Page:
Electrically powered toothbrushes designed to mimic back-and-forth brushing techniques were invented in 1939. Subsequent models featured circular or elliptical motions, and some had combinations of motions. Currently, powered toothbrushes have oscillating and rotating motions (Figure 45-2), and some brushes use low-frequency acoustic energy to enhance cleaning ability. Powered toothbrushes rely primarily on mechanical contact between the bristles and the tooth to remove plaque biofilm. The addition of low-frequency acoustic energy generates dynamic fluid movement and provides cleaning slightly away from the bristle tips.41 The vibrations have also been shown to interfere with bacterial adherence to oral surfaces. Neither the sonic vibration nor the mechanical motion of powered toothbrushes has been shown to affect bacterial cell viability.88 Hydrodynamic shear forces created by these brushes disrupt biofilms a short distance from the bristle tips, explaining the additional interproximal biofilm removal.64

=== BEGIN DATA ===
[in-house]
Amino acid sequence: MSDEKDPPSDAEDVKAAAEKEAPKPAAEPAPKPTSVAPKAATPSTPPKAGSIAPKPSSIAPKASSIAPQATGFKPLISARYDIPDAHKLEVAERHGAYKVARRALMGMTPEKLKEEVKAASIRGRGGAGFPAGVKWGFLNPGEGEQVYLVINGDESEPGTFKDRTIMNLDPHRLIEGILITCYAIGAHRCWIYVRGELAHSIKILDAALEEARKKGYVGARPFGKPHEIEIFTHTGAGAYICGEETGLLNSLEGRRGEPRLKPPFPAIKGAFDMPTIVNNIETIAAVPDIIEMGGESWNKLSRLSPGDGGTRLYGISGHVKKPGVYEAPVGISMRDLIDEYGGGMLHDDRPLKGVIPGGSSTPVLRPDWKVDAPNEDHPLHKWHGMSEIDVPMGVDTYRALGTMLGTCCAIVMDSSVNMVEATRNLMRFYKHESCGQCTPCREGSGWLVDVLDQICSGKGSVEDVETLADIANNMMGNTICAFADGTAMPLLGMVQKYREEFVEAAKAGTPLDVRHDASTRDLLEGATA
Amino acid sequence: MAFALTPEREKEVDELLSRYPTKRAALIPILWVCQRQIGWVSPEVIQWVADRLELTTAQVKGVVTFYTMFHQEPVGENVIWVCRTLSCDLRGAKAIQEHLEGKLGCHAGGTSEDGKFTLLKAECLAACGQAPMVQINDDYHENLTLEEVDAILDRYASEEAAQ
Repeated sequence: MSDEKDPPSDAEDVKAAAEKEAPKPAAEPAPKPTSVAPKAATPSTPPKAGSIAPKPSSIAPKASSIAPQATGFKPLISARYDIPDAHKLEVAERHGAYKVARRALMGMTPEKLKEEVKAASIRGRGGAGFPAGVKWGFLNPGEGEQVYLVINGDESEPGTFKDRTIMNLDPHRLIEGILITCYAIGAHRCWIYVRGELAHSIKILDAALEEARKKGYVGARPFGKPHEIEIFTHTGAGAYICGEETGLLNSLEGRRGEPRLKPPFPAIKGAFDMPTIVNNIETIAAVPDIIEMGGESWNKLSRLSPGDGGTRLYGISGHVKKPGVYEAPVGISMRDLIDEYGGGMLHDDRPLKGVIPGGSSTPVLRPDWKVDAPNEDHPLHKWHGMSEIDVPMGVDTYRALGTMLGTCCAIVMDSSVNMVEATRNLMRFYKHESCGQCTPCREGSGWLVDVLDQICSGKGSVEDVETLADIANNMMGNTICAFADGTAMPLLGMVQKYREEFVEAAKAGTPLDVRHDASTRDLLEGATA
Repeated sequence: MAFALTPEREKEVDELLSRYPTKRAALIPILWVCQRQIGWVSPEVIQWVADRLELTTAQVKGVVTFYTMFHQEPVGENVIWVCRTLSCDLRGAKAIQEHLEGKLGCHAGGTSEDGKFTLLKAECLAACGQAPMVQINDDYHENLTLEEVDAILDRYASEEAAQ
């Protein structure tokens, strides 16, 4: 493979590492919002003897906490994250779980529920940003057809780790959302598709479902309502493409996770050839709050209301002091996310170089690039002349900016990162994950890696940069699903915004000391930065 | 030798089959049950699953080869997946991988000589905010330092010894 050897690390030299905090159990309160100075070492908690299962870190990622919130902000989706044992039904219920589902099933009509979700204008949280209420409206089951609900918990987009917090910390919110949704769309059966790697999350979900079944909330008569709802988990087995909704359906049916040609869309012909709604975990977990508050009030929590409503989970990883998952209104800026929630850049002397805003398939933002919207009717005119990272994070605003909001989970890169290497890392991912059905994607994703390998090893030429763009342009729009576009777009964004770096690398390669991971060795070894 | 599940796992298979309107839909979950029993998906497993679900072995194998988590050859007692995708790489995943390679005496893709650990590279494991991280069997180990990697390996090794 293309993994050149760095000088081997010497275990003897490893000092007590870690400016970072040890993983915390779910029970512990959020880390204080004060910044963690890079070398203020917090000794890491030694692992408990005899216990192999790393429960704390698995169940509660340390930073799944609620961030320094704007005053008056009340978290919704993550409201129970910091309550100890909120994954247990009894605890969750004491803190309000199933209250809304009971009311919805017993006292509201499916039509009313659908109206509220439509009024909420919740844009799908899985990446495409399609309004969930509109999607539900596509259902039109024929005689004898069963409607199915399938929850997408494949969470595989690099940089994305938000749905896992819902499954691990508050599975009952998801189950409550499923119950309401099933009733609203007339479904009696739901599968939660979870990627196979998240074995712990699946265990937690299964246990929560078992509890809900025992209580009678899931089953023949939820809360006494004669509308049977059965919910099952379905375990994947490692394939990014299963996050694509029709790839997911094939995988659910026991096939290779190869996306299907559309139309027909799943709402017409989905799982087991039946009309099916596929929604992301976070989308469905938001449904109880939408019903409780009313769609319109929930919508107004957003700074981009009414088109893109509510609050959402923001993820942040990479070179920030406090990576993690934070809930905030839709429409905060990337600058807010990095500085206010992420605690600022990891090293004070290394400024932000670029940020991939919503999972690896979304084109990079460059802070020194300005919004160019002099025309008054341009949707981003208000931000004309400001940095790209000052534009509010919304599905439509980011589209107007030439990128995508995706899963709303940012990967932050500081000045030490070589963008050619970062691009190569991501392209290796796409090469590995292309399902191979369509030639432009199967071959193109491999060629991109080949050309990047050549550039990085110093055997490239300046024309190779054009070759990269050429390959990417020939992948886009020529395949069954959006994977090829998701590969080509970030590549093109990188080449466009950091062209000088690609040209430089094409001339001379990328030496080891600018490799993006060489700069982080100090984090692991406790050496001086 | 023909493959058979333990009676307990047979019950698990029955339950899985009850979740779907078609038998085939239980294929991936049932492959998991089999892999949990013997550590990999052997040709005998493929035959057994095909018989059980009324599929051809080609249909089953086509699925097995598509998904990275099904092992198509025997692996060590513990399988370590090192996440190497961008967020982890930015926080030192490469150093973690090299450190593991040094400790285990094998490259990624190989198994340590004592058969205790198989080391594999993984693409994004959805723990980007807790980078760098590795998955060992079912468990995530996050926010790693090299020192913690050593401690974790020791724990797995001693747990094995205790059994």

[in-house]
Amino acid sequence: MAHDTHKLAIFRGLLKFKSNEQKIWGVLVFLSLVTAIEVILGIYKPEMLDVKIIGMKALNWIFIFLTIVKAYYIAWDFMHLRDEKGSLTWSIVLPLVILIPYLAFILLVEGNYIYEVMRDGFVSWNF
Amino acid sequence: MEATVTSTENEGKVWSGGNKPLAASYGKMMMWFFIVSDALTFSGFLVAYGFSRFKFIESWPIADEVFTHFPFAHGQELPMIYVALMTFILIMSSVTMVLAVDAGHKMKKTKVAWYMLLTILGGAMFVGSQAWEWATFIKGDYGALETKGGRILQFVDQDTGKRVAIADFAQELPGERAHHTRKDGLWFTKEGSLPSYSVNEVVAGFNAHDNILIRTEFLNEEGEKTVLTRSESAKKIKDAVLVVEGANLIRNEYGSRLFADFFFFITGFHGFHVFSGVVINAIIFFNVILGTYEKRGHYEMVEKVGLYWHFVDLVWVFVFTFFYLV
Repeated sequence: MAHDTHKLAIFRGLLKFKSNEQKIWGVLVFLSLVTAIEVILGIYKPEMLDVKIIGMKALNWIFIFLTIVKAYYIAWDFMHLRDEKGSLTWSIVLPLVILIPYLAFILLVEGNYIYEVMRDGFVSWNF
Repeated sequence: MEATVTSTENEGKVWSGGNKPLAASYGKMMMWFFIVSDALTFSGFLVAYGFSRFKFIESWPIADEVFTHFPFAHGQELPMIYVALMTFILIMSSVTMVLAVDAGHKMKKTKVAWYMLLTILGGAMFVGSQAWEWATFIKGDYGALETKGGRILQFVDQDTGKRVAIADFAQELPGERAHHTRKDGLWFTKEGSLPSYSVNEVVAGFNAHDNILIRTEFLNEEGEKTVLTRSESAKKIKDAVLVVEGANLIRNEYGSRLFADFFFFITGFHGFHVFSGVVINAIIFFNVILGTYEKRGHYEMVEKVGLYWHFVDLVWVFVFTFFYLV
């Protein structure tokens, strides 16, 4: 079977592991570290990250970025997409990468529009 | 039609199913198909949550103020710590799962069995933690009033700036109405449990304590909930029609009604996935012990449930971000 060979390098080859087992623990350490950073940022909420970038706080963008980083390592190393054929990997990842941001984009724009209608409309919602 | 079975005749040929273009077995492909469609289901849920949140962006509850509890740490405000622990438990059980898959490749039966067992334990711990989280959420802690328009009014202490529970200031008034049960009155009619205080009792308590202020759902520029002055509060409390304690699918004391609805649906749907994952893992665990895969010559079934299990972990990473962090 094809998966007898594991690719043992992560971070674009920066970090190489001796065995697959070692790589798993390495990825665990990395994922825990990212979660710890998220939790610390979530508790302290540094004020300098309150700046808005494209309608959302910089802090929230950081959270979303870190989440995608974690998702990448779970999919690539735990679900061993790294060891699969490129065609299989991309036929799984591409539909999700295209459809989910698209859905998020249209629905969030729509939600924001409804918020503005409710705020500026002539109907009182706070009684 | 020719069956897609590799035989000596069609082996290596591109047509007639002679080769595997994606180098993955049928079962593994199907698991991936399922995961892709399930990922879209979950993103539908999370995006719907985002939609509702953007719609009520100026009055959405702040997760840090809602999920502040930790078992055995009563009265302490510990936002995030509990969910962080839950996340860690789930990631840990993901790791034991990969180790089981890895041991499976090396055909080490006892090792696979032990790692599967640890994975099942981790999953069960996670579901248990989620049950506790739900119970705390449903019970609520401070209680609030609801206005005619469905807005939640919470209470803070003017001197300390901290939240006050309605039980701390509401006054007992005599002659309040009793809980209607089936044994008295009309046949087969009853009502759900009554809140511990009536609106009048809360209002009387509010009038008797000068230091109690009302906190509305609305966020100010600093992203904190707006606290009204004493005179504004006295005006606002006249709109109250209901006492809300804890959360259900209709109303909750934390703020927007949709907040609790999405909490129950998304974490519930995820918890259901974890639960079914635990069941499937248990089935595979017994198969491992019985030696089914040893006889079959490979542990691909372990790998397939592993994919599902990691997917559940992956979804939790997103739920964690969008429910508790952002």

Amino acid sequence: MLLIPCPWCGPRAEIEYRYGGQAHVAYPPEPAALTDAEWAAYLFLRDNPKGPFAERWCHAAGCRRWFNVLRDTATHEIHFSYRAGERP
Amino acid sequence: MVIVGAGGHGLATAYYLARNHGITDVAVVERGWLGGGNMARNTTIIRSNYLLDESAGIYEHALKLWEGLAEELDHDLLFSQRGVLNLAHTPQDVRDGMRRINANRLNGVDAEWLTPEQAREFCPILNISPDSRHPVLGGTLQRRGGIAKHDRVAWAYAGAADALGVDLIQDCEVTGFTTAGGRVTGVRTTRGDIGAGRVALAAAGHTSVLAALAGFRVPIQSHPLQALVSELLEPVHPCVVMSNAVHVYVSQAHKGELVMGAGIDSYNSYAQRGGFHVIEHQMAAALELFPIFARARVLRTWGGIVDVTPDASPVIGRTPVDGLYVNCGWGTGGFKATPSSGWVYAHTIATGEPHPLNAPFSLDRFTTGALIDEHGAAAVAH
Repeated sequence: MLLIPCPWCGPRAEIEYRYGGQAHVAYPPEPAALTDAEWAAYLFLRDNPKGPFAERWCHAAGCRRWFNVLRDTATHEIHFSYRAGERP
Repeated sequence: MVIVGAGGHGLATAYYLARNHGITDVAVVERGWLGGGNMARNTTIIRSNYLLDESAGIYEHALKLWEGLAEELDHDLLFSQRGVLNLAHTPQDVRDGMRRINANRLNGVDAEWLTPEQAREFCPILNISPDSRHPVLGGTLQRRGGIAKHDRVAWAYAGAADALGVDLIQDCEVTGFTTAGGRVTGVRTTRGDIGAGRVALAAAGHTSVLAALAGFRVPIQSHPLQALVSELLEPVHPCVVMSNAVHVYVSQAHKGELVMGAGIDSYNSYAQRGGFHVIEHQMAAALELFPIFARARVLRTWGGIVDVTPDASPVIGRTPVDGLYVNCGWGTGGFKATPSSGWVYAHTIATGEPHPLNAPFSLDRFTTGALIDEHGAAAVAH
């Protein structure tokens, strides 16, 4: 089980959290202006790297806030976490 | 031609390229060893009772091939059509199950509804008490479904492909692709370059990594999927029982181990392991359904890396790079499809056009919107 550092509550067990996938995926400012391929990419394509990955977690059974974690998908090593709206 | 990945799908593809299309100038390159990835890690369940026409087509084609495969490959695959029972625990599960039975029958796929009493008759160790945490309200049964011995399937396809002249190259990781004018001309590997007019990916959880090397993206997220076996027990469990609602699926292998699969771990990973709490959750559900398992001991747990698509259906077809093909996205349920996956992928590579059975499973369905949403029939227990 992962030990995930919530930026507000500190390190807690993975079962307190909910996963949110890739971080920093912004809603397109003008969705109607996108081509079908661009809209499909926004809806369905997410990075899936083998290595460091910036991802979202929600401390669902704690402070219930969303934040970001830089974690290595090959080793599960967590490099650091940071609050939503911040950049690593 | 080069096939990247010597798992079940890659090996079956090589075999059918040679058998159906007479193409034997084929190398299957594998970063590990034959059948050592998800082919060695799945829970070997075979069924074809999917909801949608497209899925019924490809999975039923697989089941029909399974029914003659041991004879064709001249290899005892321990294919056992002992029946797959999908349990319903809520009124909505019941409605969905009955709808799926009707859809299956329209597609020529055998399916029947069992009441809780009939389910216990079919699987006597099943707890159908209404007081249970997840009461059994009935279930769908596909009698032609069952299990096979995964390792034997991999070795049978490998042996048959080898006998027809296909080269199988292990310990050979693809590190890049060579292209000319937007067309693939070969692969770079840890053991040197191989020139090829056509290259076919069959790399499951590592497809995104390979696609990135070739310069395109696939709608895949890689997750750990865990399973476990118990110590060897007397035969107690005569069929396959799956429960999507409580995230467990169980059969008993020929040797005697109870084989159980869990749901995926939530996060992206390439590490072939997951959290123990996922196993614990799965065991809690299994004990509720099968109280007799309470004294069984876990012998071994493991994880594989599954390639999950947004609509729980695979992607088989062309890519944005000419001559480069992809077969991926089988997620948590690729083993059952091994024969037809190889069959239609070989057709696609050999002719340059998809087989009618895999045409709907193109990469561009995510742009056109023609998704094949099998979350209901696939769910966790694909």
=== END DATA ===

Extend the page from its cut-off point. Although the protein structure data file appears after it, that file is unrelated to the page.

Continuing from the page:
Typically, comparison studies of powered toothbrushes, manual toothbrushes, or other powered devices demonstrate slightly improved plaque biofilm removal for the device of interest in short-term clinical trials.92,102 A recent Cochrane review reported that mechanical brushes with oscillating and rotating motions reduced microbial plaque biofilm 11% and demonstrated 6% greater reduction in gingival bleeding than manual brushing. These improvements were maintained over 3 months. Although long-term benefits have not been established, this particular style of mechanical brush resulted in better microbial plaque biofilm and gingivitis reduction in a number of well-controlled studies.30,55